A Chat with Stylist and Creative Consultant, Lisa Moir


Fashion stylist and creative consultant, Lisa Moir, is definitely a woman to be inspired by. Specializing in lifestyle advertising, she has worked for tons of great brands (like Apple, Birkenstock, Puma and Nike) and collaborated with several top magazines (including KinfolkAnthologyElle and Vanity Fair).

We recently got the chance to sit down with Lisa to chat about how she got into fashion, learn how she helps her clients build their wardrobes, get the low down on her favorite emerging designers and check out the casual tops she is currently eyeing. 

Check it all out below...

How did you get become interested in fashion?

I’ve been passionate about fashion and style from a very early age. It probably began with an awareness of a lack of accessibility to the things that I saw in magazines (because they didn’t exist in the town I was from). I had my mother sew outfits I had sketched until I was old enough to sew myself. I spent the early 90’s ripping out tears of inspiration from Sassy, Harpers’ Bazzar, The Face and W Magazine and building huge folders of inspiration catalogs that eventually lead me to studying fashion design in college.

What kind of projects have you been working on lately? Which one was your favorite and why?

I’ve been working on mostly lifestyle advertising campaigns during the past year for clients including Apple, Birkenstock, Puma and Nike. My favorites are the ones where I get to collaborate with people who I consider geniuses creatively and inspire me during the process. Todd Selby and Michael O’Neal are two photographers I have collaborated with frequently in the past year and the work is always fun, creative and usually ends up being the best work I produce for my book. But my favorite project recently would have to be a small shoot I styled and art directed for Babiekins Magazine with Priscilla Gragg. Whereas my aesthetic with lifestyle is very restrained because I want to focus on authenticity, I get to break out and play and be whimsical with children’s fashion – creating stories and styling that might appear to be “trying too hard” in adult fashion.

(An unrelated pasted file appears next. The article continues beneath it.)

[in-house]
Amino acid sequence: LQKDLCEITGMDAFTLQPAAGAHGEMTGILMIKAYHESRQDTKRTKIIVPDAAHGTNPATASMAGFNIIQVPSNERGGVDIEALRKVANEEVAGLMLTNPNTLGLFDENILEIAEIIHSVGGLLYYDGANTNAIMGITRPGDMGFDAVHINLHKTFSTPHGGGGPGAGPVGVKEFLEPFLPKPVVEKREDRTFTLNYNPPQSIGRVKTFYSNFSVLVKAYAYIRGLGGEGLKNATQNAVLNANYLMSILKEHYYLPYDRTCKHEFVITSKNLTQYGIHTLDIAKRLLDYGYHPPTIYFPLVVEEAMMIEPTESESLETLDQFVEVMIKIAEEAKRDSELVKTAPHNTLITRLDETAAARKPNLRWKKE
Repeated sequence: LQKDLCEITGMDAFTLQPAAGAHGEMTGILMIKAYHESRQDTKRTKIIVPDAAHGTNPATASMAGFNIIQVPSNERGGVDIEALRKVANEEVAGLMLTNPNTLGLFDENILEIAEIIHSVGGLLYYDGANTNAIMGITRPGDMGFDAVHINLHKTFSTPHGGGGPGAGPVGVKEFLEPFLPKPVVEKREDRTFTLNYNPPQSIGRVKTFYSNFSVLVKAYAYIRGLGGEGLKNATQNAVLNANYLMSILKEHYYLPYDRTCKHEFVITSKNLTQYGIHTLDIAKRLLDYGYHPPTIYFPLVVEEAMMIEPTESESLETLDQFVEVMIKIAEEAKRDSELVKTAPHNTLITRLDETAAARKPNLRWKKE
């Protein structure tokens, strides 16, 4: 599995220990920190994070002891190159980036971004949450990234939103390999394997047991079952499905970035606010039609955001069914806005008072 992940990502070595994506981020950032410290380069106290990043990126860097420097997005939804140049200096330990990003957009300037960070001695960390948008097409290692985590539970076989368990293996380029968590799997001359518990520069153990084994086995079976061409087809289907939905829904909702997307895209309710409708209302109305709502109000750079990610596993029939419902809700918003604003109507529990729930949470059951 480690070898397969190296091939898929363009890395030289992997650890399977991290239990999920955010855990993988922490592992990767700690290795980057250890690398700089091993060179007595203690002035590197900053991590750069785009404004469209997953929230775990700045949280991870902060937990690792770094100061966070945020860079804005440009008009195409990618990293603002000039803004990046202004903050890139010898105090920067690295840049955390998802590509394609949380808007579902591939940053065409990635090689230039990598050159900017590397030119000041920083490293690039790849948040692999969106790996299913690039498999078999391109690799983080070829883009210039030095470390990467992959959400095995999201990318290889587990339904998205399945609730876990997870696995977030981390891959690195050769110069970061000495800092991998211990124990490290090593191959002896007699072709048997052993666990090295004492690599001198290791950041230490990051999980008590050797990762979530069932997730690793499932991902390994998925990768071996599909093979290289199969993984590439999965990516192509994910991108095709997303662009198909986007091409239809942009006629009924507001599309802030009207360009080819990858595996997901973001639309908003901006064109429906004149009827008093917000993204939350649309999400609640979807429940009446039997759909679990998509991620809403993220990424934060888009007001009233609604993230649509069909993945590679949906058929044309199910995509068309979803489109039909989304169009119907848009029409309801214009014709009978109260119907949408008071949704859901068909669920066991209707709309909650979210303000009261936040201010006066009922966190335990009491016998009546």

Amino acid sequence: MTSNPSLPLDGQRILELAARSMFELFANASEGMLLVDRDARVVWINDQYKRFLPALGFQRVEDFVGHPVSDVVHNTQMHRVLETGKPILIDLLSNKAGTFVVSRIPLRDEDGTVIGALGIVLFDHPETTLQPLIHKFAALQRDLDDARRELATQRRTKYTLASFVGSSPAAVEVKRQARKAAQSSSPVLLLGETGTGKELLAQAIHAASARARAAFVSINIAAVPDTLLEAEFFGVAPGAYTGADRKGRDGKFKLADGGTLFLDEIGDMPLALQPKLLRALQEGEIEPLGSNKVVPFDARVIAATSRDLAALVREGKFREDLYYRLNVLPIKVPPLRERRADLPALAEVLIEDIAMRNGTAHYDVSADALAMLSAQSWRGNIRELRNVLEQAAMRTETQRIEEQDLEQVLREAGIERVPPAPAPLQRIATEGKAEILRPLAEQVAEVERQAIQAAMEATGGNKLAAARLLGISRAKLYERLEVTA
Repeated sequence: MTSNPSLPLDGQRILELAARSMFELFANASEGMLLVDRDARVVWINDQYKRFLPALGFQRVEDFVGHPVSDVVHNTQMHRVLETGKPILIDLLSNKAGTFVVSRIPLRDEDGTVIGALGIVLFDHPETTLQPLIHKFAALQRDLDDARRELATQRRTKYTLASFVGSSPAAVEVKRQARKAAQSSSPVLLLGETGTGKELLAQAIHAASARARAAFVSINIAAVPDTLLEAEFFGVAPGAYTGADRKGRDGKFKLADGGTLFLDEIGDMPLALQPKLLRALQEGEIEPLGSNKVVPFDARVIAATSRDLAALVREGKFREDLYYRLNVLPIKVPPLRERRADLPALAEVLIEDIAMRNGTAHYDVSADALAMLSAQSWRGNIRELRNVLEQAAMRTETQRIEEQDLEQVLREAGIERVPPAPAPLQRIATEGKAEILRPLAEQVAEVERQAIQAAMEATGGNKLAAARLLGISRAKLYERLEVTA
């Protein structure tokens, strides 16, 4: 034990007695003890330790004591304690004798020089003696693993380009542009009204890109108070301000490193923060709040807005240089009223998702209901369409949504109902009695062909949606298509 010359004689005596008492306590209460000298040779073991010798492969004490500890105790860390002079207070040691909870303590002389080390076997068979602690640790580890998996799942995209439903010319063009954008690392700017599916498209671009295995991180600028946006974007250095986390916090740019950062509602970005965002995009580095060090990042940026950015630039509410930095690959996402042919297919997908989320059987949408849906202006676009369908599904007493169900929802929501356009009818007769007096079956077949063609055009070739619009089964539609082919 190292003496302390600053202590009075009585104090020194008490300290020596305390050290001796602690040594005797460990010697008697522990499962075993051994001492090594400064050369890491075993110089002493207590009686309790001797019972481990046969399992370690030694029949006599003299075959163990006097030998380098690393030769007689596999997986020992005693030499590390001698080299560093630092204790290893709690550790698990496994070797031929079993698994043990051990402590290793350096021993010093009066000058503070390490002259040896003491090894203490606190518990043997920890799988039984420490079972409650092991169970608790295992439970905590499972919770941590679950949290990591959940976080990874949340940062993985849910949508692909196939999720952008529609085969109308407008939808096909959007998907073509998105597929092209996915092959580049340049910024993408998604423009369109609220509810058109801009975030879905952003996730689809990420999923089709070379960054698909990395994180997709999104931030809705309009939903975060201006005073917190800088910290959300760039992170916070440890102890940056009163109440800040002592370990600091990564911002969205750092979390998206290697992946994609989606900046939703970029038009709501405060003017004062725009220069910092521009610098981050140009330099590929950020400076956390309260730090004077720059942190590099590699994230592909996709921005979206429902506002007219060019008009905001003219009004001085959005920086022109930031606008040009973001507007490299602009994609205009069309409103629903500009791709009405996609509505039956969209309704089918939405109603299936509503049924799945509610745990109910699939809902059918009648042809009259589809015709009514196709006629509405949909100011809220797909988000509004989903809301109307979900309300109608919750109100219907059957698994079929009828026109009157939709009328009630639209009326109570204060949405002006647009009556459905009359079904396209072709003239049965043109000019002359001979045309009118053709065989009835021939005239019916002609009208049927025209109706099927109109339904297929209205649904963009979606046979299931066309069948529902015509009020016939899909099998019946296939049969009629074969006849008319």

How do you choose which items/looks work for each individual client?

I only work with a select few clients now for personal styling, and they are all male CEO’s or founders of tech in the Bay Area - so the formula is pretty simple...

Know who they are and what makes them comfortable, choose a color palette that works with their skin tone and a silhouette that complements their body frame. Then I build out their wardrobe with basics in different colors, and make sure they have at least one amazing suit, jacket, coat for travel in cooler climates and a few pairs of great shoes. Doing a closet consultation is the foundation to dressing anyone well, because you get a feel for who they have been and who they are, and it provides dialogue for who they aspire to be “clothing-wise.” Basically, it’s about elevating and refining someone’s personal style and introducing new pieces that are both functional AND fashionable.

What is your favorite part about working in your industry?

Collaboration with other creatives.

Where do you find inspiration for your work?

Anything can grab my eye. It could be a friend, colleague, book I’ve read, old magazines, or some thing I encountered while traveling. 

ANY emerging brands YOU ARE especially excited about?

My great friend Kate Jones is launching her 2016 collection under her label Ursa Major. And Maryam Nassir Zadeh’s line of shoes. I want them all.


What is your favorite item that you own and why?

I have a gold ring that was my mothers’ that I never take off. It’s become a part of me. It’s simple, elegant and timeless – just as she was.

What 5 clothing items should we be adding our wardrobe this season?

I don’t really follow too many trends, but I will be looking for a great pair of flat platform sandals, large earrings, gauzy blouses, frayed hem jeans, and slip dresses.

What style advice or rule do you live by?

Less is More. Quality over Quantity. Simple is Best.

Be as intentional with your clothing as you should be with the rest of your life; choosing the right pieces will be easier, and you will have less chance of wasting time and money on frivolous items.

Lisa's Selection of Casual Tops